Generally, the satellite-derived cutoff rigidities have neglected the dynamic nature of the magnetic field, by considering the average magnetic field configuration present over a long time period [e.g., Ogliore et al., 2001] or for a relatively fixed disturbance level (i.e., a fixed Kp value) during a short time period [e.g., Dyer et al., 2003]. Due to the low-orbital altitudes of most of the satellites involved, few experimental studies have derived cutoffs during the most disturbed conditions during geomagnetic storms. One example, however, is the injection and formation of a new proton population in the inner radiation belt triggered by a large solar wind density enhancement compressing the cutoff rigidities for the 23-24 November 2001 storm [Kress et al., 2004]; here the dynamic modeling of the cutoff values lead to additional understanding of SPE particle access to the inner magnetosphere.

As noted above, the impact of SPE particles upon the upper atmosphere leads to significant additional ionization, which can be detected through ground-based observations. The ionospheric effects of SPEs were first identified through the large absorption increases in VHF communications during the 23 February 1956 event [Bailey, 1957]. Long-range remote sensing of SPE-produced ionospheric modifications has been undertaken by examining the phase and amplitude changes of LF and VLF transmissions propagating beneath the ionosphere [e.g., Westerlund et al., 1969]. Recent studies have contrasted calculated electron density profiles output from a SPE-driven atmospheric chemistry model with radio propagation observations, particularly for the 4-10 November 2001 [Clilverd et al., 2005a] and October/November 2003 storms [Verronen et al., 2005; Clilverd et al., 2005b]. An example of subionospheric amplitude changes received during the October/November 2003 storms is shown in Figure 4. These studies have shown that our understanding of VLF propagation influenced by SPEs is high, such that VLF observations might be used to predict changes in the ionospheric D-region electron density profiles during other particle precipitation events. However, observations of subionospheric propagation of long wavelength electromagnetic waves are not well-suited for determining geomagnetic cutoff rigidities. While studies have shown these techniques are well-suited for testing ionospheric modification profiles [e.g., Clilverd et al., 2005a], even short paths partially affected by SPE ionization are dominated by the altered ionosphere. During the October/November 2003 SPEs, the path from a transmitter in Iceland to a receiver in Erd, Budapest was modeled by applying a SPE-modified ionosphere to the first 500 km of the ~3000 km path [Clilverd et al., 2005b]. The propagation modeling showed remarkably good agreement with the SPE-influenced data, despite the small percentage of the path which will have been affected by the SPE precipitation.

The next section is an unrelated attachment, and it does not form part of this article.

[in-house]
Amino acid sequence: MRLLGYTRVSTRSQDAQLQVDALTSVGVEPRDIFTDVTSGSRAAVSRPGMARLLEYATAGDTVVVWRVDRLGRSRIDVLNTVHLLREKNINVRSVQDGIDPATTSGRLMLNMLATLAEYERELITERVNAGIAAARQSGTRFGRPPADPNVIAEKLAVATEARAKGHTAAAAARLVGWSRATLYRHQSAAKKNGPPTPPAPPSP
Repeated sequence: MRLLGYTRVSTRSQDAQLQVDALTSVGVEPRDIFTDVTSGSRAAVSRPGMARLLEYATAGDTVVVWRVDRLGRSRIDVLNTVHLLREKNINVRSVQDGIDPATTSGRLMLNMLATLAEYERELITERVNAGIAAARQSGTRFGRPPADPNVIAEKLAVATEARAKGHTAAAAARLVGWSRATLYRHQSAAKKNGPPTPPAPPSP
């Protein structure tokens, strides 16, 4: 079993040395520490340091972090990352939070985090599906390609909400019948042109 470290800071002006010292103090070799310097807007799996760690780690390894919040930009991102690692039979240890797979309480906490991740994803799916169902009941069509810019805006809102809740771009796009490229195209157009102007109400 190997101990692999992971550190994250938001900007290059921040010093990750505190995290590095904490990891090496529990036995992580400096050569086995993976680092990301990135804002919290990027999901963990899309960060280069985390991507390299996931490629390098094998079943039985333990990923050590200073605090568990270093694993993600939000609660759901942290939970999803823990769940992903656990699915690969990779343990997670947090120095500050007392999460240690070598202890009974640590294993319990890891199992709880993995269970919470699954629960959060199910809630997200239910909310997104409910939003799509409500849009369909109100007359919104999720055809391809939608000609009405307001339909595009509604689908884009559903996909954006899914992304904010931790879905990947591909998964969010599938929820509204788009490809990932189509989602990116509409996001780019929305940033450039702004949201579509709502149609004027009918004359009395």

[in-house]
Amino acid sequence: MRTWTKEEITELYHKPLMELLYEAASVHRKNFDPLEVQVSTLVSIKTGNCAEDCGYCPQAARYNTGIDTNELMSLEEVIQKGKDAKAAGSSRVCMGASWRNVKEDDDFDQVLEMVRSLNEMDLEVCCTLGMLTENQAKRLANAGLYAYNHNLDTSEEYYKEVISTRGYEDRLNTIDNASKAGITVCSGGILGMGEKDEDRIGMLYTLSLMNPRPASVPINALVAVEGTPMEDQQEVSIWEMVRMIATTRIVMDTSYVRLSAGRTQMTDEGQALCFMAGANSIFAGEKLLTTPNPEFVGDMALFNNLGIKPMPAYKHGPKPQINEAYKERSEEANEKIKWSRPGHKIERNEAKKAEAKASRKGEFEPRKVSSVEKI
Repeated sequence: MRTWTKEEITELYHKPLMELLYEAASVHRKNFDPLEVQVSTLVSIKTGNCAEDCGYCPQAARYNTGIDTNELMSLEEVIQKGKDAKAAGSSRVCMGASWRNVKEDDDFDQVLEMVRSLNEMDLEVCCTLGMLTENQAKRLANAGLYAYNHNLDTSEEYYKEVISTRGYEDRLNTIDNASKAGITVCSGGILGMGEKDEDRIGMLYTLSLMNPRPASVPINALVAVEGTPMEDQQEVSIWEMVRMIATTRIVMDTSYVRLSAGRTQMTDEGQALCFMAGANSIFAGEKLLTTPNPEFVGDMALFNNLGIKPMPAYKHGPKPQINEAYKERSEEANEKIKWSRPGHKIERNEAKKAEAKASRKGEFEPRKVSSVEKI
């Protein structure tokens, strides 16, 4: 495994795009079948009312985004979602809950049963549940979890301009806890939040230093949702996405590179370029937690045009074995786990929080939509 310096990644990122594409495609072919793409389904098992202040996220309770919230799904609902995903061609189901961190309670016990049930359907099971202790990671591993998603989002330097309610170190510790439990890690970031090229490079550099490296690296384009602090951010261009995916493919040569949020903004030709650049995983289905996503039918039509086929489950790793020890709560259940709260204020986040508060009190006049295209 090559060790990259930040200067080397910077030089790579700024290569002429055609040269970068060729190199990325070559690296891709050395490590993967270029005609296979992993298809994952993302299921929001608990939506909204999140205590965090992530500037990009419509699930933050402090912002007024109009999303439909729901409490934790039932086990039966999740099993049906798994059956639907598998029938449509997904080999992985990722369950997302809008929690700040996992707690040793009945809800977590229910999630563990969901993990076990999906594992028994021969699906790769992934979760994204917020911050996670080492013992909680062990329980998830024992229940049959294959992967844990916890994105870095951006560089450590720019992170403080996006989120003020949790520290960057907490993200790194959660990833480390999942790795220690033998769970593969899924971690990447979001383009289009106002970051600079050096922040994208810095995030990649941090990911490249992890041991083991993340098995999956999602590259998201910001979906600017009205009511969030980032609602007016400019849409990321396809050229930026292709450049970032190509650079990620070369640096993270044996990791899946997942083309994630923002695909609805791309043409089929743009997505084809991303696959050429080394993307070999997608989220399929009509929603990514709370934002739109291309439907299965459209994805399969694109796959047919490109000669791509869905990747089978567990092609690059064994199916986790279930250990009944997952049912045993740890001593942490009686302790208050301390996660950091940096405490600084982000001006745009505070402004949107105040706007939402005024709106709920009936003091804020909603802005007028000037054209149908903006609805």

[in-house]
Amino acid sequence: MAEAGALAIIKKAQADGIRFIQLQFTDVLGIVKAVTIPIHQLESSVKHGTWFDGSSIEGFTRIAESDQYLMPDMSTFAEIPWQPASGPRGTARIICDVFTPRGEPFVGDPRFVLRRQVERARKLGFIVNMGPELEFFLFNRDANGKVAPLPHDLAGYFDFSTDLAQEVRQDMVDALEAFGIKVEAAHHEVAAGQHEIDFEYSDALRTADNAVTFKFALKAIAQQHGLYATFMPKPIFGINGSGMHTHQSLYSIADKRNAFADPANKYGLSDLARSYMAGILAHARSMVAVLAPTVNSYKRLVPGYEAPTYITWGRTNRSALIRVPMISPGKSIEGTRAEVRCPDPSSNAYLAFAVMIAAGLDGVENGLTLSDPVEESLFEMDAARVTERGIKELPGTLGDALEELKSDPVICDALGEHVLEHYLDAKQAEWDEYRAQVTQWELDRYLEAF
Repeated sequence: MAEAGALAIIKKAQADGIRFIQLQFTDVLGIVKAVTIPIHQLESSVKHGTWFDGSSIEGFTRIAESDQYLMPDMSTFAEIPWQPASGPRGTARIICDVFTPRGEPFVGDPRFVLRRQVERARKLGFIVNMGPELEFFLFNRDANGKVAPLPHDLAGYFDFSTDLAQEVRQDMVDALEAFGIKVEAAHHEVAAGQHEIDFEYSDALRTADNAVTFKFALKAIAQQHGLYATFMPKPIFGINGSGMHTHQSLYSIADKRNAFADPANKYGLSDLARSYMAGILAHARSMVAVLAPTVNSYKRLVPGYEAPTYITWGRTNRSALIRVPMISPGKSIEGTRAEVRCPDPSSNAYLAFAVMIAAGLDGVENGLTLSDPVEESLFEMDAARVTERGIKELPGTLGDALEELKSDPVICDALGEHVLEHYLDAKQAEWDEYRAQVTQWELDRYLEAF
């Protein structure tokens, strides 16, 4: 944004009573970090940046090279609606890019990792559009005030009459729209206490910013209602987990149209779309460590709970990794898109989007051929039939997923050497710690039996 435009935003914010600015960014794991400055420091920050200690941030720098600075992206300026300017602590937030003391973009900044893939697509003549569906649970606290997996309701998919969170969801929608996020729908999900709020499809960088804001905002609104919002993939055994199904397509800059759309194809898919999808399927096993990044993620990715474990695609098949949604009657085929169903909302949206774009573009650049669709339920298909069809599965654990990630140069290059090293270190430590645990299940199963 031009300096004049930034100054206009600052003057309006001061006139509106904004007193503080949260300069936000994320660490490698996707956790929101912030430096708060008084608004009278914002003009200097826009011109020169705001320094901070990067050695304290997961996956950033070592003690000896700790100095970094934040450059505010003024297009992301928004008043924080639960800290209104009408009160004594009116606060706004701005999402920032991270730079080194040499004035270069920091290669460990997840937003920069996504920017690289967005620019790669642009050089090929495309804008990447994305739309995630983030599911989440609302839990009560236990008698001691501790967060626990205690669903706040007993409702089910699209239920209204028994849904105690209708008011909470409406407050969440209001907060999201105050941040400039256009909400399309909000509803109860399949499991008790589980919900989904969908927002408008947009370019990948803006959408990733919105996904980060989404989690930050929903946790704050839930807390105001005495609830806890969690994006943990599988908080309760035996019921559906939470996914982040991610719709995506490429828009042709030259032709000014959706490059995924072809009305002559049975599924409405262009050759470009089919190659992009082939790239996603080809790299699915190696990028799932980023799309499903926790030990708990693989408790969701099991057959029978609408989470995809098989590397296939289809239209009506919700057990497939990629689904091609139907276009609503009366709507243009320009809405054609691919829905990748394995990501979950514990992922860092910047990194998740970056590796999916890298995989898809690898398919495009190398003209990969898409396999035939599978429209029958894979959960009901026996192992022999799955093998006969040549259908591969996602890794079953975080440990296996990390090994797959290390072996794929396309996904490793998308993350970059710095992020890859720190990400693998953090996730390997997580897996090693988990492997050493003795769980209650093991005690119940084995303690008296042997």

Figure 4. Amplitude change of subionospheric VLF transmissions received by the AARDDVARK at Ny Alesund, during 20 days in October/November 2003. The change is relative to the respective quiet day curves of signals from that transmitter at this receiver. The times of the onset of solar proton events are indicated by the vertical dashed lines(After Clilverd et al. [2006]).

In contrast, riometers (relative ionospheric opacity meter), which measure the absorption of cosmic radio noise at a given frequency (usually 20-40 MHz) provide essentially overhead measurements of ionization levels, and are well suited for examining geomagnetic cutoffs. This is particularly true for imaging riometer systems (IRIS) where large receiver arrays provide an image of the ionospheric absorption levels above the instrument [Detrick and Rosenberg, 1990]. It has been shown that there is an empirical relationship between the square root of the integral proton flux (>10 MeV) and cosmic noise absorption (CNA) in daytime, at least when geomagnetic cutoff effects do not limit the fluxes [Kavanagh et al., 2004]. The same study concluded that variations in the spectral hardness of the SPE proton flux and atmospheric collision frequencies do not cause significant departures from the linear relationships observed.

SPEs are major, though infrequent, space weather phenomena that can produce hazardous effects in the near-Earth space environment. The occurrence of SPE during solar minimum years is very low, while in active Sun years, especially during the falling and rising phases of the solar cycle, SPEs may average one per month. The impacts of SPEs include 'upsets' experienced by Earth-orbiting satellites, increased radiation exposure levels for humans onboard spacecraft and high-altitude aircraft, ozone depletions and disruption to HF/VHF communications in mid- and high-latitude regions. A detailed understanding of all these impacts depends upon knowledge of the dynamic rigidity cutoffs imposed by the changing total magnetic field.

 

References

References for the papers cited in this background material piece are listed together on another webpage.

 

[Note: This background material is drawn from the introduction section of our paper:

Rodger, C. J., M. A. Clilverd, P. T. Verronen, Th. Ulich, M. J. Jarvis, and E. Turunen, Dynamic geomagnetic rigidity cutoff variations during a solar proton event, J. Geophys. Res., 111, A04222, doi:10.1029/2005JA011395, 2006.]

 

Last Updated by Craig Rodger on 19 October 2006